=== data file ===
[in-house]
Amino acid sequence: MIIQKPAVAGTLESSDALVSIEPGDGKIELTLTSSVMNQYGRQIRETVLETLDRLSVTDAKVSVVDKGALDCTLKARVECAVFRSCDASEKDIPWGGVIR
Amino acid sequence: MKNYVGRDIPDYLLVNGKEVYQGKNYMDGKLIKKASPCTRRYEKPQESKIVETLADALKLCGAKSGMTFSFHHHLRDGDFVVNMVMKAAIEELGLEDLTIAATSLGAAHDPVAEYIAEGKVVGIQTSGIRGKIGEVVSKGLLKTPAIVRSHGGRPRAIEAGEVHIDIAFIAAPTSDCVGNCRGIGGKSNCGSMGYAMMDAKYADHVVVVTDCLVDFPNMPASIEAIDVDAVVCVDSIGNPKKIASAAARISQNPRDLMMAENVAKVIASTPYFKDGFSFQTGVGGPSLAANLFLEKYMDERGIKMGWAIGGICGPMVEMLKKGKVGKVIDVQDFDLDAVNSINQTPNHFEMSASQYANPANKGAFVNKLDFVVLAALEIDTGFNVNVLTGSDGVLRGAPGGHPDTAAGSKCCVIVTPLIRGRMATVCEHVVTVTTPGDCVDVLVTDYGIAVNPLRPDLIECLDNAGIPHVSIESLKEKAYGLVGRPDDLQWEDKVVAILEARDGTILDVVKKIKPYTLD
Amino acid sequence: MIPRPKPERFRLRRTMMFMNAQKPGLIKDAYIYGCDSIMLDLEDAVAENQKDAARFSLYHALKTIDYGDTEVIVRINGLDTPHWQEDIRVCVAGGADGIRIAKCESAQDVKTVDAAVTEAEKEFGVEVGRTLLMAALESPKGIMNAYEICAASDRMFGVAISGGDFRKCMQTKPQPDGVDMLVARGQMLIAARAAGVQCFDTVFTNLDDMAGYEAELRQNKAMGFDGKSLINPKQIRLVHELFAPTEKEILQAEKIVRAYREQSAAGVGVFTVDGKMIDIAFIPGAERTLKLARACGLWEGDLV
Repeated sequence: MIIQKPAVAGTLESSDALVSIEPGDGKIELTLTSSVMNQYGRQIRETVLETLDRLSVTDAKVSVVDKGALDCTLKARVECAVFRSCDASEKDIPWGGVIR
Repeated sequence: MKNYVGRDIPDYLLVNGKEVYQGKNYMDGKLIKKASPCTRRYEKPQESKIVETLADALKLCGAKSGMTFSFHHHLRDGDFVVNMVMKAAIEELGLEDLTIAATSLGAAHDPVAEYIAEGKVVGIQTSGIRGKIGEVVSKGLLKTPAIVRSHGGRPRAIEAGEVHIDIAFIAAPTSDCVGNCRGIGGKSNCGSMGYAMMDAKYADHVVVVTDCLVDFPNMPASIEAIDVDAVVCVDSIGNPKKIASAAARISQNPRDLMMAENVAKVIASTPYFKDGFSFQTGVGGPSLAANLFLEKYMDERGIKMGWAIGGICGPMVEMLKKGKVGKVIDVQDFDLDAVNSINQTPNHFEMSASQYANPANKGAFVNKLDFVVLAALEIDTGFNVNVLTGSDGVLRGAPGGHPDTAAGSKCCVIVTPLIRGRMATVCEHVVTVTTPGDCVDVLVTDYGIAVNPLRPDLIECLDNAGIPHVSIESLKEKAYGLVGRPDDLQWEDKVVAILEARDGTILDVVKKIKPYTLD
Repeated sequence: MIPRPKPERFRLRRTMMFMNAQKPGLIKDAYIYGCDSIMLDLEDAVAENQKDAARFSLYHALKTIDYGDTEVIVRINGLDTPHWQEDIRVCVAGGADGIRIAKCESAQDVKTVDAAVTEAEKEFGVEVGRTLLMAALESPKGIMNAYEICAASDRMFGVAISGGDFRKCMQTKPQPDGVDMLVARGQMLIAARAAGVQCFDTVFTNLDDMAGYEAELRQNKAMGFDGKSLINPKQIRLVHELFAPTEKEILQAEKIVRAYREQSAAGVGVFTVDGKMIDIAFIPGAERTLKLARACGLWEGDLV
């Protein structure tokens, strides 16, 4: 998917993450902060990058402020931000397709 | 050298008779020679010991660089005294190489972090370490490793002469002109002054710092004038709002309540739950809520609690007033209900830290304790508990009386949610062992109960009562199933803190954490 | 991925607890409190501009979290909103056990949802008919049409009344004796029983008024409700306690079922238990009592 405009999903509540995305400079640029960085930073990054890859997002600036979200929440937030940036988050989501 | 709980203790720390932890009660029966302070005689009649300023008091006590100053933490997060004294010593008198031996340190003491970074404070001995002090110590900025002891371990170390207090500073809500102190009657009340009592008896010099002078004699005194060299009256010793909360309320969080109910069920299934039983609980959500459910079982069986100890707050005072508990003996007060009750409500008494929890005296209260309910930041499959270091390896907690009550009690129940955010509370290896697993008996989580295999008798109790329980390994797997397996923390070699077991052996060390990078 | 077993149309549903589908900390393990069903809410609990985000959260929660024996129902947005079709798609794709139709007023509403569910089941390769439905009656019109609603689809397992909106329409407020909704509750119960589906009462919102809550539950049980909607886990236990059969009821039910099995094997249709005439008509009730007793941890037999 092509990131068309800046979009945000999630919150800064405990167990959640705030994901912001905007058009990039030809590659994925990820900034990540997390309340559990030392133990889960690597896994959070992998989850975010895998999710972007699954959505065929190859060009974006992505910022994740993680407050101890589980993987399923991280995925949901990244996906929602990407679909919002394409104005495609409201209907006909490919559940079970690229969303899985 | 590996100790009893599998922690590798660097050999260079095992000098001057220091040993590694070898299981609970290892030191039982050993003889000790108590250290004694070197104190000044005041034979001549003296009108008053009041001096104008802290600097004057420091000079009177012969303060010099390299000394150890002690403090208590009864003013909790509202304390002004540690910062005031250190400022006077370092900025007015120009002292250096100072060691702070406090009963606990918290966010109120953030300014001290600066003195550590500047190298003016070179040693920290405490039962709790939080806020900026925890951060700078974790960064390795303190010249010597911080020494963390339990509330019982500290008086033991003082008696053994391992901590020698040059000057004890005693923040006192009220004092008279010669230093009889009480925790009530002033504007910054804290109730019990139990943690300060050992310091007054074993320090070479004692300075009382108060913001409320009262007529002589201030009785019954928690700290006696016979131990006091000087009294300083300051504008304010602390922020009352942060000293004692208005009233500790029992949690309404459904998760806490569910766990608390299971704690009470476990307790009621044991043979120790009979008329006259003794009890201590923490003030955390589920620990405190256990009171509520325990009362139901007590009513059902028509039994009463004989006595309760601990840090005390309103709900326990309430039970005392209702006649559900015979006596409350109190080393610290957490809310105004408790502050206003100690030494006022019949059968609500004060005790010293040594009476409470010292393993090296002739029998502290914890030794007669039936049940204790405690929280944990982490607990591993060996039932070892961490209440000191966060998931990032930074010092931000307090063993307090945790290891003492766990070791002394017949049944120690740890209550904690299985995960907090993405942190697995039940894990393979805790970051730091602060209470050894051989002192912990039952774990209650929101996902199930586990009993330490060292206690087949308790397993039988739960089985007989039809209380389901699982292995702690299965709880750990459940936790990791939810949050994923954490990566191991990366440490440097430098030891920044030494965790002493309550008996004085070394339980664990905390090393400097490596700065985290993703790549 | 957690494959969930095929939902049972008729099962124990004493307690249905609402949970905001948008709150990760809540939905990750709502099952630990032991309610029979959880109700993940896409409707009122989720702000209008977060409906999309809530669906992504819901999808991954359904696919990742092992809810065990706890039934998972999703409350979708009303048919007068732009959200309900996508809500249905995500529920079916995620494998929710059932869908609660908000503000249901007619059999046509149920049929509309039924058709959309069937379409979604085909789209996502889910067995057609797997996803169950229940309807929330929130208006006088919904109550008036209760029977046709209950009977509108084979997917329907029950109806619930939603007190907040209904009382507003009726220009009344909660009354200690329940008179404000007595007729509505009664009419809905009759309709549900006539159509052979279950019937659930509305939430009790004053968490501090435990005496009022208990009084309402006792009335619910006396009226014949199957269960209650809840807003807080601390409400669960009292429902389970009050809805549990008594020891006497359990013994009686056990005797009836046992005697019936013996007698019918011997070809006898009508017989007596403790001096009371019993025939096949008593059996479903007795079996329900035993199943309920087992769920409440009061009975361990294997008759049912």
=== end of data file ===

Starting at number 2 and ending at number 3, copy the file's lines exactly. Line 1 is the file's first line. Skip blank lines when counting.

Amino acid sequence: MIIQKPAVAGTLESSDALVSIEPGDGKIELTLTSSVMNQYGRQIRETVLETLDRLSVTDAKVSVVDKGALDCTLKARVECAVFRSCDASEKDIPWGGVIR
Amino acid sequence: MKNYVGRDIPDYLLVNGKEVYQGKNYMDGKLIKKASPCTRRYEKPQESKIVETLADALKLCGAKSGMTFSFHHHLRDGDFVVNMVMKAAIEELGLEDLTIAATSLGAAHDPVAEYIAEGKVVGIQTSGIRGKIGEVVSKGLLKTPAIVRSHGGRPRAIEAGEVHIDIAFIAAPTSDCVGNCRGIGGKSNCGSMGYAMMDAKYADHVVVVTDCLVDFPNMPASIEAIDVDAVVCVDSIGNPKKIASAAARISQNPRDLMMAENVAKVIASTPYFKDGFSFQTGVGGPSLAANLFLEKYMDERGIKMGWAIGGICGPMVEMLKKGKVGKVIDVQDFDLDAVNSINQTPNHFEMSASQYANPANKGAFVNKLDFVVLAALEIDTGFNVNVLTGSDGVLRGAPGGHPDTAAGSKCCVIVTPLIRGRMATVCEHVVTVTTPGDCVDVLVTDYGIAVNPLRPDLIECLDNAGIPHVSIESLKEKAYGLVGRPDDLQWEDKVVAILEARDGTILDVVKKIKPYTLD